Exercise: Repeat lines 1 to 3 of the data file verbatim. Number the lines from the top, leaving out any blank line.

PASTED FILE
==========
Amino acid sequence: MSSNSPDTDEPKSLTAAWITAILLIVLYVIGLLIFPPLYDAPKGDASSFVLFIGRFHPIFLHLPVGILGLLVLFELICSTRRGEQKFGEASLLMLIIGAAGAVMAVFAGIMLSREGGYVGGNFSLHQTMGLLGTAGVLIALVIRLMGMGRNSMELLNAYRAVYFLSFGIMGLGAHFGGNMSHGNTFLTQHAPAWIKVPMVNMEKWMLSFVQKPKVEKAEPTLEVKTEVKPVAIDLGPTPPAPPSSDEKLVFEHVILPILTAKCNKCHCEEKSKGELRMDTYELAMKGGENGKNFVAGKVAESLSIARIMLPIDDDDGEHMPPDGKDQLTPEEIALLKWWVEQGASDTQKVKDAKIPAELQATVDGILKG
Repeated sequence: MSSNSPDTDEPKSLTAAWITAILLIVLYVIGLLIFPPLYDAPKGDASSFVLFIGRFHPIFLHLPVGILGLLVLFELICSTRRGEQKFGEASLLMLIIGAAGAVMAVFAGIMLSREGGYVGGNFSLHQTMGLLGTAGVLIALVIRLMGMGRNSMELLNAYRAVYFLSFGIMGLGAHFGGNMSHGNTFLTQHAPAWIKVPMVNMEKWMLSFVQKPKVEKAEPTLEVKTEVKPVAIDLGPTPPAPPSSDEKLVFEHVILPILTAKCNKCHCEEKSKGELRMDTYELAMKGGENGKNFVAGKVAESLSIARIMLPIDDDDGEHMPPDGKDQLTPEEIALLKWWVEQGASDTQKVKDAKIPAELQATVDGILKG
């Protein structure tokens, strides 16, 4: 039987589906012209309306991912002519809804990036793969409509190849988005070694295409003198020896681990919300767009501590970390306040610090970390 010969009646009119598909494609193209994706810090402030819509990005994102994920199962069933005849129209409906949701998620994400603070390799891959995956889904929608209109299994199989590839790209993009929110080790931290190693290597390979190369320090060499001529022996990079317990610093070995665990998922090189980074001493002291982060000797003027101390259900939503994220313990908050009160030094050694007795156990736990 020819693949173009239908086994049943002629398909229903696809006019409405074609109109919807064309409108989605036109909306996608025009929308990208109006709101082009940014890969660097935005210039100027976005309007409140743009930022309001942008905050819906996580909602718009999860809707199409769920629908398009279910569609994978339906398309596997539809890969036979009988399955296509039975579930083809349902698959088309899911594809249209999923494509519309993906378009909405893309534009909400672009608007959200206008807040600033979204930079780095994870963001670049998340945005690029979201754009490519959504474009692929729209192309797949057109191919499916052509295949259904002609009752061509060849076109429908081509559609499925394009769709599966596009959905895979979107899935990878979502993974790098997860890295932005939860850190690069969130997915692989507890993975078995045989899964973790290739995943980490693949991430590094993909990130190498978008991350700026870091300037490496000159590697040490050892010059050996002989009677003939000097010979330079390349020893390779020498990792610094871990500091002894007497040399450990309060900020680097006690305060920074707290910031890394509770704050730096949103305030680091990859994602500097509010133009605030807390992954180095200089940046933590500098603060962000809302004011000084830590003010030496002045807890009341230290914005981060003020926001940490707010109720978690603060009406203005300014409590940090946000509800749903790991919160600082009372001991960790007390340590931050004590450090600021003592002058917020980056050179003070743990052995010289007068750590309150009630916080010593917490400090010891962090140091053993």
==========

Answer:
Amino acid sequence: MSSNSPDTDEPKSLTAAWITAILLIVLYVIGLLIFPPLYDAPKGDASSFVLFIGRFHPIFLHLPVGILGLLVLFELICSTRRGEQKFGEASLLMLIIGAAGAVMAVFAGIMLSREGGYVGGNFSLHQTMGLLGTAGVLIALVIRLMGMGRNSMELLNAYRAVYFLSFGIMGLGAHFGGNMSHGNTFLTQHAPAWIKVPMVNMEKWMLSFVQKPKVEKAEPTLEVKTEVKPVAIDLGPTPPAPPSSDEKLVFEHVILPILTAKCNKCHCEEKSKGELRMDTYELAMKGGENGKNFVAGKVAESLSIARIMLPIDDDDGEHMPPDGKDQLTPEEIALLKWWVEQGASDTQKVKDAKIPAELQATVDGILKG
Repeated sequence: MSSNSPDTDEPKSLTAAWITAILLIVLYVIGLLIFPPLYDAPKGDASSFVLFIGRFHPIFLHLPVGILGLLVLFELICSTRRGEQKFGEASLLMLIIGAAGAVMAVFAGIMLSREGGYVGGNFSLHQTMGLLGTAGVLIALVIRLMGMGRNSMELLNAYRAVYFLSFGIMGLGAHFGGNMSHGNTFLTQHAPAWIKVPMVNMEKWMLSFVQKPKVEKAEPTLEVKTEVKPVAIDLGPTPPAPPSSDEKLVFEHVILPILTAKCNKCHCEEKSKGELRMDTYELAMKGGENGKNFVAGKVAESLSIARIMLPIDDDDGEHMPPDGKDQLTPEEIALLKWWVEQGASDTQKVKDAKIPAELQATVDGILKG
């Protein structure tokens, strides 16, 4: 039987589906012209309306991912002519809804990036793969409509190849988005070694295409003198020896681990919300767009501590970390306040610090970390 010969009646009119598909494609193209994706810090402030819509990005994102994920199962069933005849129209409906949701998620994400603070390799891959995956889904929608209109299994199989590839790209993009929110080790931290190693290597390979190369320090060499001529022996990079317990610093070995665990998922090189980074001493002291982060000797003027101390259900939503994220313990908050009160030094050694007795156990736990 020819693949173009239908086994049943002629398909229903696809006019409405074609109109919807064309409108989605036109909306996608025009929308990208109006709101082009940014890969660097935005210039100027976005309007409140743009930022309001942008905050819906996580909602718009999860809707199409769920629908398009279910569609994978339906398309596997539809890969036979009988399955296509039975579930083809349902698959088309899911594809249209999923494509519309993906378009909405893309534009909400672009608007959200206008807040600033979204930079780095994870963001670049998340945005690029979201754009490519959504474009692929729209192309797949057109191919499916052509295949259904002609009752061509060849076109429908081509559609499925394009769709599966596009959905895979979107899935990878979502993974790098997860890295932005939860850190690069969130997915692989507890993975078995045989899964973790290739995943980490693949991430590094993909990130190498978008991350700026870091300037490496000159590697040490050892010059050996002989009677003939000097010979330079390349020893390779020498990792610094871990500091002894007497040399450990309060900020680097006690305060920074707290910031890394509770704050730096949103305030680091990859994602500097509010133009605030807390992954180095200089940046933590500098603060962000809302004011000084830590003010030496002045807890009341230290914005981060003020926001940490707010109720978690603060009406203005300014409590940090946000509800749903790991919160600082009372001991960790007390340590931050004590450090600021003592002058917020980056050179003070743990052995010289007068750590309150009630916080010593917490400090010891962090140091053993």